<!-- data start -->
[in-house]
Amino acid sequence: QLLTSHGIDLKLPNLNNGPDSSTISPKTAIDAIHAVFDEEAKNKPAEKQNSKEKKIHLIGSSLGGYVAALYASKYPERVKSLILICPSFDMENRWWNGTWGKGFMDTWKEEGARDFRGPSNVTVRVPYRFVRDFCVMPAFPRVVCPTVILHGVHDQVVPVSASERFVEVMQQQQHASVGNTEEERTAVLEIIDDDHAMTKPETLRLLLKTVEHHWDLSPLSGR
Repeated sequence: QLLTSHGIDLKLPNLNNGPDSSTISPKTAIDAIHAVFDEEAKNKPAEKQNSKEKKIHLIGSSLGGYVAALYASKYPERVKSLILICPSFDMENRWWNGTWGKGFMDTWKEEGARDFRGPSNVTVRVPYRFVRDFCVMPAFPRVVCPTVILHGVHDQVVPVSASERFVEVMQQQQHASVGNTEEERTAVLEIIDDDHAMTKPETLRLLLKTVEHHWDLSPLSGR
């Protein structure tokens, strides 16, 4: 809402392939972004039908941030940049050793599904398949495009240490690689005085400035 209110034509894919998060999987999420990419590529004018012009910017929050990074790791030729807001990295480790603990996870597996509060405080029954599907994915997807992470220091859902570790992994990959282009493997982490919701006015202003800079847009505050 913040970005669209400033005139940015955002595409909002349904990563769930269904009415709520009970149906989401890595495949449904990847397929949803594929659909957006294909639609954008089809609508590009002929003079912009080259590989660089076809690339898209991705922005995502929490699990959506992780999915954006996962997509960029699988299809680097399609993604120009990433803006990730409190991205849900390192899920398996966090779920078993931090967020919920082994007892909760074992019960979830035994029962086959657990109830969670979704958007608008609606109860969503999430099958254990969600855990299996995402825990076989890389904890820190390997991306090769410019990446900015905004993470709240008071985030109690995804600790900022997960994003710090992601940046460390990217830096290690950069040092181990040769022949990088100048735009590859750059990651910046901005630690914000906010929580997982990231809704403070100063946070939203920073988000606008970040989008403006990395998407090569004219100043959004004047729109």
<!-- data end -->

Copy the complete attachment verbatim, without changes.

[in-house]
Amino acid sequence: QLLTSHGIDLKLPNLNNGPDSSTISPKTAIDAIHAVFDEEAKNKPAEKQNSKEKKIHLIGSSLGGYVAALYASKYPERVKSLILICPSFDMENRWWNGTWGKGFMDTWKEEGARDFRGPSNVTVRVPYRFVRDFCVMPAFPRVVCPTVILHGVHDQVVPVSASERFVEVMQQQQHASVGNTEEERTAVLEIIDDDHAMTKPETLRLLLKTVEHHWDLSPLSGR
Repeated sequence: QLLTSHGIDLKLPNLNNGPDSSTISPKTAIDAIHAVFDEEAKNKPAEKQNSKEKKIHLIGSSLGGYVAALYASKYPERVKSLILICPSFDMENRWWNGTWGKGFMDTWKEEGARDFRGPSNVTVRVPYRFVRDFCVMPAFPRVVCPTVILHGVHDQVVPVSASERFVEVMQQQQHASVGNTEEERTAVLEIIDDDHAMTKPETLRLLLKTVEHHWDLSPLSGR
């Protein structure tokens, strides 16, 4: 809402392939972004039908941030940049050793599904398949495009240490690689005085400035 209110034509894919998060999987999420990419590529004018012009910017929050990074790791030729807001990295480790603990996870597996509060405080029954599907994915997807992470220091859902570790992994990959282009493997982490919701006015202003800079847009505050 913040970005669209400033005139940015955002595409909002349904990563769930269904009415709520009970149906989401890595495949449904990847397929949803594929659909957006294909639609954008089809609508590009002929003079912009080259590989660089076809690339898209991705922005995502929490699990959506992780999915954006996962997509960029699988299809680097399609993604120009990433803006990730409190991205849900390192899920398996966090779920078993931090967020919920082994007892909760074992019960979830035994029962086959657990109830969670979704958007608008609606109860969503999430099958254990969600855990299996995402825990076989890389904890820190390997991306090769410019990446900015905004993470709240008071985030109690995804600790900022997960994003710090992601940046460390990217830096290690950069040092181990040769022949990088100048735009590859750059990651910046901005630690914000906010929580997982990231809704403070100063946070939203920073988000606008970040989008403006990395998407090569004219100043959004004047729109």